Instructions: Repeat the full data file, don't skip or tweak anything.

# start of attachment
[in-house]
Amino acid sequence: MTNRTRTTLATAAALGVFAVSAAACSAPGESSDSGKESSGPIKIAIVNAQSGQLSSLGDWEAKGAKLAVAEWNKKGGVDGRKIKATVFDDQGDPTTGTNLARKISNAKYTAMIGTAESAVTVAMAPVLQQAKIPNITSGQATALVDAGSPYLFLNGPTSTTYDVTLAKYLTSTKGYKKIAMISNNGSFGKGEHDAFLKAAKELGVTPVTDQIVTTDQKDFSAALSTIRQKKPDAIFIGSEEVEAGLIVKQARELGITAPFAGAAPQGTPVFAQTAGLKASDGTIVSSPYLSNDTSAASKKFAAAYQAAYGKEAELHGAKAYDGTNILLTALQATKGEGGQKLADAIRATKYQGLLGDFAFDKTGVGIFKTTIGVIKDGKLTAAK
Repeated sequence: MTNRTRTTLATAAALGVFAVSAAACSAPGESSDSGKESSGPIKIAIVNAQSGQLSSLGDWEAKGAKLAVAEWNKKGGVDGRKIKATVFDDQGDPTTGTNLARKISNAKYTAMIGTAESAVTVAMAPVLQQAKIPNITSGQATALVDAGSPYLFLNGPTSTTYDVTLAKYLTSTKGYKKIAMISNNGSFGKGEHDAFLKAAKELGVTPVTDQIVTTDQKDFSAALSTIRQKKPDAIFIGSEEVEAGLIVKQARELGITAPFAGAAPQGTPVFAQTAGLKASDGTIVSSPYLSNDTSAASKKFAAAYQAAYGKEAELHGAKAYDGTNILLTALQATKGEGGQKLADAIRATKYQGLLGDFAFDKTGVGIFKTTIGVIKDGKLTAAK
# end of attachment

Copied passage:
[in-house]
Amino acid sequence: MTNRTRTTLATAAALGVFAVSAAACSAPGESSDSGKESSGPIKIAIVNAQSGQLSSLGDWEAKGAKLAVAEWNKKGGVDGRKIKATVFDDQGDPTTGTNLARKISNAKYTAMIGTAESAVTVAMAPVLQQAKIPNITSGQATALVDAGSPYLFLNGPTSTTYDVTLAKYLTSTKGYKKIAMISNNGSFGKGEHDAFLKAAKELGVTPVTDQIVTTDQKDFSAALSTIRQKKPDAIFIGSEEVEAGLIVKQARELGITAPFAGAAPQGTPVFAQTAGLKASDGTIVSSPYLSNDTSAASKKFAAAYQAAYGKEAELHGAKAYDGTNILLTALQATKGEGGQKLADAIRATKYQGLLGDFAFDKTGVGIFKTTIGVIKDGKLTAAK
Repeated sequence: MTNRTRTTLATAAALGVFAVSAAACSAPGESSDSGKESSGPIKIAIVNAQSGQLSSLGDWEAKGAKLAVAEWNKKGGVDGRKIKATVFDDQGDPTTGTNLARKISNAKYTAMIGTAESAVTVAMAPVLQQAKIPNITSGQATALVDAGSPYLFLNGPTSTTYDVTLAKYLTSTKGYKKIAMISNNGSFGKGEHDAFLKAAKELGVTPVTDQIVTTDQKDFSAALSTIRQKKPDAIFIGSEEVEAGLIVKQARELGITAPFAGAAPQGTPVFAQTAGLKASDGTIVSSPYLSNDTSAASKKFAAAYQAAYGKEAELHGAKAYDGTNILLTALQATKGEGGQKLADAIRATKYQGLLGDFAFDKTGVGIFKTTIGVIKDGKLTAAK